The youthful thief led police on a two-year, cross-country crime spree in stolen boats, cars and planes. He was arrested after he crashed a plane in the Bahamas in 2010, and got seven years in prison after pleading guilty to dozens of charges in three Washington counties, as well as federal charges.
Skagit County prosecutor Rich Weyrich declined to participate in the plea deal because he believed the sentencing range that other prosecutors were contemplating was too short, and he repeatedly insisted that Harris-Moore should be tried in a local courtroom for his local crimes.
He filed two new charges this month -- second-degree burglary, for breaking into the Anacortes Airport, and first-degree theft, for stealing a plane and flying it to San Juan County. It was only afterward that Weyrich learned, from the Associated Press, that the Anacortes plane theft had been included in the plea agreement that sent Harris-Moore to prison.
In a statement Wednesday, Weyrich described that as a deliberate attempt by the San Juan County prosecutor and Harris-Moore's attorneys to circumvent his authority.
"The sole purpose of this agreement was to circumvent my position that we would not be part of this plea deal which I felt was entirely too lenient," Weyrich wrote. "At no time was this office ever consulted or contacted about the case or informed that the defendant had been charged or pled guilty to a SKAGIT COUNTY charge in a county where it did not occur."
San Juan County Prosecutor Randall Gaylord said the fact that Harris-Moore landed the plane on Orcas Island, in San Juan County, gave him jurisdiction to charge the February 2010 plane theft. He said he and the other prosecutors involved in the plea discussions wanted to wrap as many charges as possible into the deal, both to bring the case to finality and to ensure restitution for as many victims as possible.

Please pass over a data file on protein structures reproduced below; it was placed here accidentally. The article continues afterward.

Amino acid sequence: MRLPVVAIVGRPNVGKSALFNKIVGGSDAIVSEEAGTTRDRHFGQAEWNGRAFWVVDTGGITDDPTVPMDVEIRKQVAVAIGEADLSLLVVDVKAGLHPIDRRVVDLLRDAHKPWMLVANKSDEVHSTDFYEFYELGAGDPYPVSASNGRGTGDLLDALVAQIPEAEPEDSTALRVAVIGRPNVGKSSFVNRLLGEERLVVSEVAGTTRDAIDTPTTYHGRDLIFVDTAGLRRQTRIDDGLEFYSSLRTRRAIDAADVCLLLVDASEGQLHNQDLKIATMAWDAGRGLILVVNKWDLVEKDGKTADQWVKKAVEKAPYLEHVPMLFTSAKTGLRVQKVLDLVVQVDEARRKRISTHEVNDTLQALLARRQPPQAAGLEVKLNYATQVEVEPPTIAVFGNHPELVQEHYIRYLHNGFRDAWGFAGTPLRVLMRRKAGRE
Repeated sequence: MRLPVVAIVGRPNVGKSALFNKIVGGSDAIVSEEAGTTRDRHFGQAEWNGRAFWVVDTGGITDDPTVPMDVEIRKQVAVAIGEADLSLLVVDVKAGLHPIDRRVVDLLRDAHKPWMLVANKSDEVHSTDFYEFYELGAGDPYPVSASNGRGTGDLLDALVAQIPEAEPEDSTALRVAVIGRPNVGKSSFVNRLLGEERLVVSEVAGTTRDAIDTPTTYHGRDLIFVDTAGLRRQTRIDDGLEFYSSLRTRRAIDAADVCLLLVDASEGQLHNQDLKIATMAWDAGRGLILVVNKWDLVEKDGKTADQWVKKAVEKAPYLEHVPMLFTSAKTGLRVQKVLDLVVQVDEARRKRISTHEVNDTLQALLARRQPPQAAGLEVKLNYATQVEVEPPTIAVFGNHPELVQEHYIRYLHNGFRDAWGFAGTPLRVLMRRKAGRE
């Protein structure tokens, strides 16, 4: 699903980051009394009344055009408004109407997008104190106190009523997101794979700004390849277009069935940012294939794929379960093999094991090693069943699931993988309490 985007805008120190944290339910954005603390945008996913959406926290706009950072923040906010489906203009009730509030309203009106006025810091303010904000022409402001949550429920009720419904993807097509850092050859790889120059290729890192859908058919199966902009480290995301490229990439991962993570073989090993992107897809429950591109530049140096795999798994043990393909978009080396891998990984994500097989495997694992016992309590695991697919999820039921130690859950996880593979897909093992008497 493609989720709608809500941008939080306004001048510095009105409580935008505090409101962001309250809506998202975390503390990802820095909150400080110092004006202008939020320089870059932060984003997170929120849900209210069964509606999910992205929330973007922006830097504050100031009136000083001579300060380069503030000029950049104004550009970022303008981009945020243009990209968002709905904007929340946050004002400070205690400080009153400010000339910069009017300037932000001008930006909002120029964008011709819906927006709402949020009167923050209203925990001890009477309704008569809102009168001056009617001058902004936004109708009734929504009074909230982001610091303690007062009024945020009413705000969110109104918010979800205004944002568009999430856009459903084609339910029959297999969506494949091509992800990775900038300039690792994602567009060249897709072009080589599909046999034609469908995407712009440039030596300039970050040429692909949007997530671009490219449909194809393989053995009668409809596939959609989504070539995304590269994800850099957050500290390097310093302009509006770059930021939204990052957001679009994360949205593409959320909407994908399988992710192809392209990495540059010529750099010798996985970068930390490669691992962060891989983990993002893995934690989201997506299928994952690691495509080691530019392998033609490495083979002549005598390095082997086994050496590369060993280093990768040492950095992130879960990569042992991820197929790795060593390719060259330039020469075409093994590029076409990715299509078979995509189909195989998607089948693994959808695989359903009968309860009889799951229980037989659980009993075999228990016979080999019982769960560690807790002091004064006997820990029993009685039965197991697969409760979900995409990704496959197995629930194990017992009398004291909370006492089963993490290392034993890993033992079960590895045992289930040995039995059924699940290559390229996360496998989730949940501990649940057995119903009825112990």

In Skagit County Superior Court on Thursday, Harris-Moore pleaded not guilty to the burglary charge but not to the theft charge, the Skagit Valley Herald reported. His attorney, John Henry Browne, said he expects the charge to be dismissed because it violates his client's Fifth Amendment right not to be prosecuted twice for the same crime -- double jeopardy, in legal parlance.
"Fifteen prosecutors from around the country, two U.S. attorneys and two judges agreed the sentence in this matter was appropriate," Browne said. "The only person who disagreed was Mr. Weyrich."
Browne asked Judge Susan Cook to place Weyrich under a gag order, saying the statement he issued Wednesday exaggerated the charges against Harris-Moore. Senior Deputy Prosecutor Erik Pedersen responded that any such order should apply to both sides, since Browne has made disparaging statements about Weyrich.
Cook said that any such motions should be scheduled according to court rules and addressed later.
Harris-Moore's next scheduled court date is March 21.
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